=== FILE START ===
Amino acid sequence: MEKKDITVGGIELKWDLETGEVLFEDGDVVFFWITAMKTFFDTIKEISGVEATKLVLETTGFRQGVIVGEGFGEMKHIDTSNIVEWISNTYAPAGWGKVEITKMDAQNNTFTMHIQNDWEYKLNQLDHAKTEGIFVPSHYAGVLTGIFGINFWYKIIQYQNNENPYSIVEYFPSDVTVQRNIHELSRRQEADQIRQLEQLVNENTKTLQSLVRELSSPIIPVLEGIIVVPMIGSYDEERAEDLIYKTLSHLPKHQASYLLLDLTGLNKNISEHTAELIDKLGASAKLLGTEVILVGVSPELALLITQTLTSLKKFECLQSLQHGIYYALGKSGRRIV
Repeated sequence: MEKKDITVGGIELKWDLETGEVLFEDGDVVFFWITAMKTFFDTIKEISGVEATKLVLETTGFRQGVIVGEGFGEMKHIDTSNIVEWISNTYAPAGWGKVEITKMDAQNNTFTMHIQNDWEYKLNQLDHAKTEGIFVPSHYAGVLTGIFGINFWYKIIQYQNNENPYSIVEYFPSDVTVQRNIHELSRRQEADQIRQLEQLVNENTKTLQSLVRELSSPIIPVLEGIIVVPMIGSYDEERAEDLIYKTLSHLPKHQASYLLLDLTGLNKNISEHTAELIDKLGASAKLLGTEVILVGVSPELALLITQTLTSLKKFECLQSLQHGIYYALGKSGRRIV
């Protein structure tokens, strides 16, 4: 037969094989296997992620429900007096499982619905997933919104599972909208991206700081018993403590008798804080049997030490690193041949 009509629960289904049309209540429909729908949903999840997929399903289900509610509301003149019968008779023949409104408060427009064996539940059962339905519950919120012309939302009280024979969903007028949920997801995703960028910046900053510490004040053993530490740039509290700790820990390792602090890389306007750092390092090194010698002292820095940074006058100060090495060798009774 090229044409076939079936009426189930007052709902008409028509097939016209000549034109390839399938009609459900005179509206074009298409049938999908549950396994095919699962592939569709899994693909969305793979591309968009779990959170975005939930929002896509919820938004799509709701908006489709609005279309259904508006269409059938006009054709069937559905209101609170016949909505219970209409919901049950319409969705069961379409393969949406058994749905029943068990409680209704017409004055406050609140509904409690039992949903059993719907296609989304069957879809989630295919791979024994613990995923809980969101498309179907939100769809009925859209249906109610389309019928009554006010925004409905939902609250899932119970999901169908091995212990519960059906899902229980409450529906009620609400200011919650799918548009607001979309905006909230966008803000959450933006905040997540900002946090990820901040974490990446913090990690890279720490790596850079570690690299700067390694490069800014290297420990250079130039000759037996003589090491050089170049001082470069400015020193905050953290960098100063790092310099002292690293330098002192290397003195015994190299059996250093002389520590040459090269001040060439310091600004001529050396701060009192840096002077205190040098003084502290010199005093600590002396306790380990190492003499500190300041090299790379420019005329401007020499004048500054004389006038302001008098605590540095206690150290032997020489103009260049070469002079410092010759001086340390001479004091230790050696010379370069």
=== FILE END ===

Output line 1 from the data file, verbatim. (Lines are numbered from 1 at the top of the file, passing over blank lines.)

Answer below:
Amino acid sequence: MEKKDITVGGIELKWDLETGEVLFEDGDVVFFWITAMKTFFDTIKEISGVEATKLVLETTGFRQGVIVGEGFGEMKHIDTSNIVEWISNTYAPAGWGKVEITKMDAQNNTFTMHIQNDWEYKLNQLDHAKTEGIFVPSHYAGVLTGIFGINFWYKIIQYQNNENPYSIVEYFPSDVTVQRNIHELSRRQEADQIRQLEQLVNENTKTLQSLVRELSSPIIPVLEGIIVVPMIGSYDEERAEDLIYKTLSHLPKHQASYLLLDLTGLNKNISEHTAELIDKLGASAKLLGTEVILVGVSPELALLITQTLTSLKKFECLQSLQHGIYYALGKSGRRIV